Arts & Entertainment, Music

Reviving the undead through song

In this climate of all-things vampire, it is no surprise that Montreal’s Camp Broadway is now performing Dracula: The Musical. Based on Dracula, the Bram Stoker novel, the musical attempts to stay true to the classic Victorian tale—but this time, the story is propelled by dramatic musical numbers. With music by Frank Wildhorn—the renowned composer of shows like Jekyll & Hyde, The Scarlett Pimpernel, and Victor/Victoria—Dracula: The Musical is a romantic thriller that exploits the simultaneously evil and tragic aspects of the famed monster.

When the young English lawyer Jonathan Harker travels to a remote Transylvanian castle to fix a deal with the mysterious Count Dracula, he ends up unleashing a slew of unimaginable nightmarish events. Although Jonathan manages to narrowly escape from Dracula’s grip—as well as those of his seductive vampire brides—once the count has set his sights on Jonathan’s fiancée Mina there is no easy way to escape his seductive, blood-lusting, and manipulative powers. After Dracula bites Mina’s young friend Lucy and turns her into a vampire, it is up to Jonathan to ensure that Mina, who is slowly falling under Dracula’s spell, does not meet the same fate.

Although the production is intended to reflect the dramatic nature of Stoker’s work, it is not so easy to take the show’s purported gravitas seriously. The very nature of a musical—to turn every emotion and plot twist into an opportunity for song—almost undoes any potential for seriousness. Though Dracula bursts onto the stage as a symbol of horror and fright, he soon breaks into a soulful rendition of “Solitary Man”—a ballad of love, loss and despair (keep in mind that this play was written long before Forgetting Sarah Marshall).

The play feels kitschy rather than artistic, and gimmicky rather than substantial. There are certainly some memorable numbers—quite a few, in fact—but Dracula ultimately doesn’t hold a candle to that other musical about a reprehensible-yet tragic-figure, The Phantom of the Opera. The dialogue is corny at best, with a few vain attempts at humour, and a few more successful ones at melodrama.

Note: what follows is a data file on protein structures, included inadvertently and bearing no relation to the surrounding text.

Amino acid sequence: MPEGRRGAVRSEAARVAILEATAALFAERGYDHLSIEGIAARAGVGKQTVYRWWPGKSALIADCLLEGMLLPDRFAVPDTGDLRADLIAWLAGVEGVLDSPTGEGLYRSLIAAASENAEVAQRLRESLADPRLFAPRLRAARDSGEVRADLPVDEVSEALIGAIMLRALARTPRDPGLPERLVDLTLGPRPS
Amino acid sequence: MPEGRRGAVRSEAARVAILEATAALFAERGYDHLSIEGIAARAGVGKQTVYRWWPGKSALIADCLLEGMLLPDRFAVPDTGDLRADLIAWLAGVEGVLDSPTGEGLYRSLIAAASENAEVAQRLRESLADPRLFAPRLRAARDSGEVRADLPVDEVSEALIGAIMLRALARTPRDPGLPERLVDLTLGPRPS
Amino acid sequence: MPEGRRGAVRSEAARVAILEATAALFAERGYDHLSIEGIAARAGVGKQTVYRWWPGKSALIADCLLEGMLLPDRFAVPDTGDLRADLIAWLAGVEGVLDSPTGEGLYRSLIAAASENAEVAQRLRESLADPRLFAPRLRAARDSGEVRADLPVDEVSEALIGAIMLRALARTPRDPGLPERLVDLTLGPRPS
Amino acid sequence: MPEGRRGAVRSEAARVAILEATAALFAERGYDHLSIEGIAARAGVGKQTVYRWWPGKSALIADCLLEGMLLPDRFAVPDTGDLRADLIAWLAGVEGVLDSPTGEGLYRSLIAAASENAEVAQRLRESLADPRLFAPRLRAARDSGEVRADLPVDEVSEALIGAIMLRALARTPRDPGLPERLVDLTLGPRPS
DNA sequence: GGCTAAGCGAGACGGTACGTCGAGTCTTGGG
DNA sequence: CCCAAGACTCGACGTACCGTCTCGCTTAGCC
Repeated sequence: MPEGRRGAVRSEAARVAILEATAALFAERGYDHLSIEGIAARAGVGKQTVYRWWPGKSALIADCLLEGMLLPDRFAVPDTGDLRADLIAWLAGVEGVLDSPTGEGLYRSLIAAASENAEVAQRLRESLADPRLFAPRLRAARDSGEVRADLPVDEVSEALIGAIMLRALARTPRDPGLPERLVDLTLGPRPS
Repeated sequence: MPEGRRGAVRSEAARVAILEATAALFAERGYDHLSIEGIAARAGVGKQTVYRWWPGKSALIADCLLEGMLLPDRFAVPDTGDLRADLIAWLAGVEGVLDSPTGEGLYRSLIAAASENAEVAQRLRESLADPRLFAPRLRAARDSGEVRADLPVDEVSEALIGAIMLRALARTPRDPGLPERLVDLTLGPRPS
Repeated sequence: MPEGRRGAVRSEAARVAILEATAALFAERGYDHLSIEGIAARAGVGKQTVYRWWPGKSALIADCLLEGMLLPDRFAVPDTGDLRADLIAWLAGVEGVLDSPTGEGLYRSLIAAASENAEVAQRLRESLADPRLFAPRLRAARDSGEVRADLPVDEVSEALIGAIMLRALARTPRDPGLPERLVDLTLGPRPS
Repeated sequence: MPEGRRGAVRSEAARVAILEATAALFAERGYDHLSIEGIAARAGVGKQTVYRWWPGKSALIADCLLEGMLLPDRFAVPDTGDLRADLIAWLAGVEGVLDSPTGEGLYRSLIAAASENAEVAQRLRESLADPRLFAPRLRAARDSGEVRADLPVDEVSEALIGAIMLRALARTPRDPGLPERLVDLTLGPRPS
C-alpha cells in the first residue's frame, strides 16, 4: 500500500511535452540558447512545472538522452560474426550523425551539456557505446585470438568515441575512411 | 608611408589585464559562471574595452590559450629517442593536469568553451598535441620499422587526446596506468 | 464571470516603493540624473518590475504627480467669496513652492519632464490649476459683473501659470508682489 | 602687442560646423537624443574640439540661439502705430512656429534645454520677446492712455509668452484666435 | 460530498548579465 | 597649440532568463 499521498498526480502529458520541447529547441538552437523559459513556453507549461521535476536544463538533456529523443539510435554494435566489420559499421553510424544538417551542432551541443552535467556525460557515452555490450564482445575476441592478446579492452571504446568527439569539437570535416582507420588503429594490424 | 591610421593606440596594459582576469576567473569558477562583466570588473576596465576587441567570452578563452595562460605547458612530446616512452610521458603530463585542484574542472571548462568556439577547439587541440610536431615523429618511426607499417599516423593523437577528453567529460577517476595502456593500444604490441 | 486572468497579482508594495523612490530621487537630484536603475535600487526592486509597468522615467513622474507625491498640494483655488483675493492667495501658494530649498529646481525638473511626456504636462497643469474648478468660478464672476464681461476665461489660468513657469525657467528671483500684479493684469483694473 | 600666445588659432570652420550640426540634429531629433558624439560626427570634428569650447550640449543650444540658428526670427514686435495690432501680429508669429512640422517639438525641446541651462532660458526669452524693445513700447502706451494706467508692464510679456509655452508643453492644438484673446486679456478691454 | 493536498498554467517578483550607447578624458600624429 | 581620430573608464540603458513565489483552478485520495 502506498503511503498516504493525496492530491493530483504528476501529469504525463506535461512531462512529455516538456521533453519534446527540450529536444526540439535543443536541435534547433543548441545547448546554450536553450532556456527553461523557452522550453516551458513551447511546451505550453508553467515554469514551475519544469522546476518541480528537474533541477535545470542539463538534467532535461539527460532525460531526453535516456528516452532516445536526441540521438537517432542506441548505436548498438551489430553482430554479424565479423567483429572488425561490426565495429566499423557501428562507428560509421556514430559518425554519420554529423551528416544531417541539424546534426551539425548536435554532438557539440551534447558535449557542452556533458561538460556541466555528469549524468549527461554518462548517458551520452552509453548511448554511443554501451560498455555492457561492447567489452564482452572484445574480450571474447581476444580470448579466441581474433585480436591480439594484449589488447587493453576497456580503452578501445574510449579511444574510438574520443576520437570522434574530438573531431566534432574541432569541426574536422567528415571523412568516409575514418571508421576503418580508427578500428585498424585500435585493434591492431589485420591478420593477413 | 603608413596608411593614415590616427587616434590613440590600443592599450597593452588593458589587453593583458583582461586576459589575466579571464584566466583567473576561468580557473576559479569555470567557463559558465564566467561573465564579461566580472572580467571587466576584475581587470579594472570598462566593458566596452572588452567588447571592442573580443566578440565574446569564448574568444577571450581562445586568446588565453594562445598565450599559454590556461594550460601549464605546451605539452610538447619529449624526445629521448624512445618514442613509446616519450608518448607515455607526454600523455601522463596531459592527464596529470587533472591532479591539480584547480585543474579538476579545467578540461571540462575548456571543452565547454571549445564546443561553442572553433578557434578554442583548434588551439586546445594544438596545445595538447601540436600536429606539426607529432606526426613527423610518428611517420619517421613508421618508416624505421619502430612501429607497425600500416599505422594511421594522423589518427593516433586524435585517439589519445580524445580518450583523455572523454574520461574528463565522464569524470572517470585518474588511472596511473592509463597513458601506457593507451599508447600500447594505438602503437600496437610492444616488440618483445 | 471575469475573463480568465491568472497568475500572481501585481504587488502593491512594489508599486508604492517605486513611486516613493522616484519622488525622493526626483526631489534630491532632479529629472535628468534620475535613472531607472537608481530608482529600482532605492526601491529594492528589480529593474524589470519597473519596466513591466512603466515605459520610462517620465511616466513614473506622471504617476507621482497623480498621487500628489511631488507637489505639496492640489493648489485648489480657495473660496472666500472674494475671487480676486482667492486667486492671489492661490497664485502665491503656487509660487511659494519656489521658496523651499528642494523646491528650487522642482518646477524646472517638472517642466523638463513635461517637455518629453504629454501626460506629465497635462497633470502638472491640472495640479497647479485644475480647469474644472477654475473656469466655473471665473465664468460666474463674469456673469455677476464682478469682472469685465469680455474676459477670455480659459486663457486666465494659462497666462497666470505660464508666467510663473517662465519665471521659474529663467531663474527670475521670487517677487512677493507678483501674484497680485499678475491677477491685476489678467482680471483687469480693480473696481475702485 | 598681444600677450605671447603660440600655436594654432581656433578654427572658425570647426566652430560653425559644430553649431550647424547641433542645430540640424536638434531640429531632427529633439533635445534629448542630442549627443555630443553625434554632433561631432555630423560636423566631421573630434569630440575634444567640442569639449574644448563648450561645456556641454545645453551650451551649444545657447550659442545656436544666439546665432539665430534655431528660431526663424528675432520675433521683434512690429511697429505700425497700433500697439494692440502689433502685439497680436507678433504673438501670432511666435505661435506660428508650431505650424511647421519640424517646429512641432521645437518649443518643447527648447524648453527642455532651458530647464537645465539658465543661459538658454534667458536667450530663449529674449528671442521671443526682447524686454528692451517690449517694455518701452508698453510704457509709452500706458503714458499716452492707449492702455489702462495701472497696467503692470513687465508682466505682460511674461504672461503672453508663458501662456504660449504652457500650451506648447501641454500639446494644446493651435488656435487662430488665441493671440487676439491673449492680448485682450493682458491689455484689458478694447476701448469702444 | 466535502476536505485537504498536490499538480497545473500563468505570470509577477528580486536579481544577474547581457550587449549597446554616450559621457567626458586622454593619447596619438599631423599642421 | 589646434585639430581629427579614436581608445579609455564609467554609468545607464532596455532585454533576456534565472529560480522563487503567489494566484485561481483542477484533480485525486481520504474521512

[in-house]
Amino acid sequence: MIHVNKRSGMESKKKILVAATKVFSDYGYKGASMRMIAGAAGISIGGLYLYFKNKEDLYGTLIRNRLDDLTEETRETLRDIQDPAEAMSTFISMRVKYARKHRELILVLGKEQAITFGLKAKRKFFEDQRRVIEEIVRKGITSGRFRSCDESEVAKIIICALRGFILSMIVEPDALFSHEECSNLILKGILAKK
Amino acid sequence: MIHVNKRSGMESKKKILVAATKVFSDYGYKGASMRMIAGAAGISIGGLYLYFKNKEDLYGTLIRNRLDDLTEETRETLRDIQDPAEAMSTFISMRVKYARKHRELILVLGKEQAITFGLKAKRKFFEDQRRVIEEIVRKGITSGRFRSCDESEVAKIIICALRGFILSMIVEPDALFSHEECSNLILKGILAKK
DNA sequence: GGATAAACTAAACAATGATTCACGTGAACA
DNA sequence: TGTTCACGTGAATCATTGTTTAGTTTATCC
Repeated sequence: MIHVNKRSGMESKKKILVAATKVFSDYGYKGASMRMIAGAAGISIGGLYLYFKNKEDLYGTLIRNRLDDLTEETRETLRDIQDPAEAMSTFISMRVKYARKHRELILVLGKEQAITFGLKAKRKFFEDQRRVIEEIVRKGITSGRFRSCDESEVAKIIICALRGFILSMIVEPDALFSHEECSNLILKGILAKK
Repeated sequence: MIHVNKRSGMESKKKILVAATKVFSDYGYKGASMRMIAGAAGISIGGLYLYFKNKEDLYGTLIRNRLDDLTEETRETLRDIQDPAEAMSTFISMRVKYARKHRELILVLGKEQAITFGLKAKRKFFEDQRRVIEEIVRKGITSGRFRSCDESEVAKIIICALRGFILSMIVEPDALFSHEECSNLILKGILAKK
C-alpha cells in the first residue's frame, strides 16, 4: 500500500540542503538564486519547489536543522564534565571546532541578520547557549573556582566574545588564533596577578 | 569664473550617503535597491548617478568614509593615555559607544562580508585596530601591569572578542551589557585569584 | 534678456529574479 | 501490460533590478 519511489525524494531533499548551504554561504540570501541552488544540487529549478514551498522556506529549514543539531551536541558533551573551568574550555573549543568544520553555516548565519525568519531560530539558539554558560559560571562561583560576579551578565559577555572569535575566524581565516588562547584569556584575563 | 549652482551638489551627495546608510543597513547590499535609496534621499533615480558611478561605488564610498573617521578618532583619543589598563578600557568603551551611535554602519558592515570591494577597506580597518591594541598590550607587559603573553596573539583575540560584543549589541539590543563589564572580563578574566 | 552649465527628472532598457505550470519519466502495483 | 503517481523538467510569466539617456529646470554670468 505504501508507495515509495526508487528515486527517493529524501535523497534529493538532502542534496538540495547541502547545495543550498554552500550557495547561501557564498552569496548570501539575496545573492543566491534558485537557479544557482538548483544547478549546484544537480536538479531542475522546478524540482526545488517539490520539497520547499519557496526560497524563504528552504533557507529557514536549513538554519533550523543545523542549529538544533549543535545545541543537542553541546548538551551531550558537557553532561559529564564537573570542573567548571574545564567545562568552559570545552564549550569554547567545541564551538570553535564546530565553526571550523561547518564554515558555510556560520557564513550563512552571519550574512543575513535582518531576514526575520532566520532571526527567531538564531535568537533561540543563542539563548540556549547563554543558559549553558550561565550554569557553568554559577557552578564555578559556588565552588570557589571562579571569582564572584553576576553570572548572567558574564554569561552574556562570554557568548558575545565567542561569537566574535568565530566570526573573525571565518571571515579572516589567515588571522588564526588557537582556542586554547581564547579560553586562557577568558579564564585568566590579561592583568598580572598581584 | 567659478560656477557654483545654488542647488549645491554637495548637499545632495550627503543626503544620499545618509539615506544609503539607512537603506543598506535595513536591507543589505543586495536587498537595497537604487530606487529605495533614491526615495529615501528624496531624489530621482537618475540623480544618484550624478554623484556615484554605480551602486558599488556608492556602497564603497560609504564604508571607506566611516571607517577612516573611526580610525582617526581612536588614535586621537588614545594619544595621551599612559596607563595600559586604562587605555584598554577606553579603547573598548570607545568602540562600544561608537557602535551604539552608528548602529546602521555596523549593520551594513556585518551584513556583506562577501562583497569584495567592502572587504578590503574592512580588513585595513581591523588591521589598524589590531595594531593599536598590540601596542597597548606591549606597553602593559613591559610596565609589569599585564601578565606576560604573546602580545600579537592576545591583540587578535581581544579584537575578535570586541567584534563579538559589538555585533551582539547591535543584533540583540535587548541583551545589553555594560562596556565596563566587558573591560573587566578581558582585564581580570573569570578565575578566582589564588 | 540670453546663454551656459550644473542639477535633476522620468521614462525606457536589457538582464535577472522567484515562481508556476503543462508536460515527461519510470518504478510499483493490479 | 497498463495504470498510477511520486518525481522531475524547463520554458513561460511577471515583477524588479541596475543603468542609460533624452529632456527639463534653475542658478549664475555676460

The performance itself is also a bit amateurish. Though many of the actors had some pretty impressive vocal abilities—the notes were by no means easy to hit—the clumsiness of the venue undermined the cast. Not only were there moments of harmonic dissonance, but crashes of the sound system altogether.

But the play didn’t shy away from the novel’s inescapably erotic elements. Although there weren’t exactly live sex scenes—unlike many other contemporary vampire remakes—the musical makes no attempt to hide the fact that the vampire is a sexual being, and the nature of his power distinctly carnal. He lures victims by sinking his fangs into their neck, and induces an erotic desire that eventually leads them to invite him into their beds. In that sense, Mina’s struggle to reconcile her increasing lust for Dracula with the knowledge that he is a nefarious force was fairly convincing.

It is comforting to know that the genre of the musical is not entirely dead. Sure, the cynical voyeur can always ask, “Why are they singing about that?” or “Another song? Really?” But sometimes it’s nice to put all the sarcasm aside, and just shut up and listen to people sing—even if it is about Dracula.

Dracula: The Musical runs September 10-11 at the Gesù Theatre. Tickets are $25, and are available through the box office: 514-790-1245

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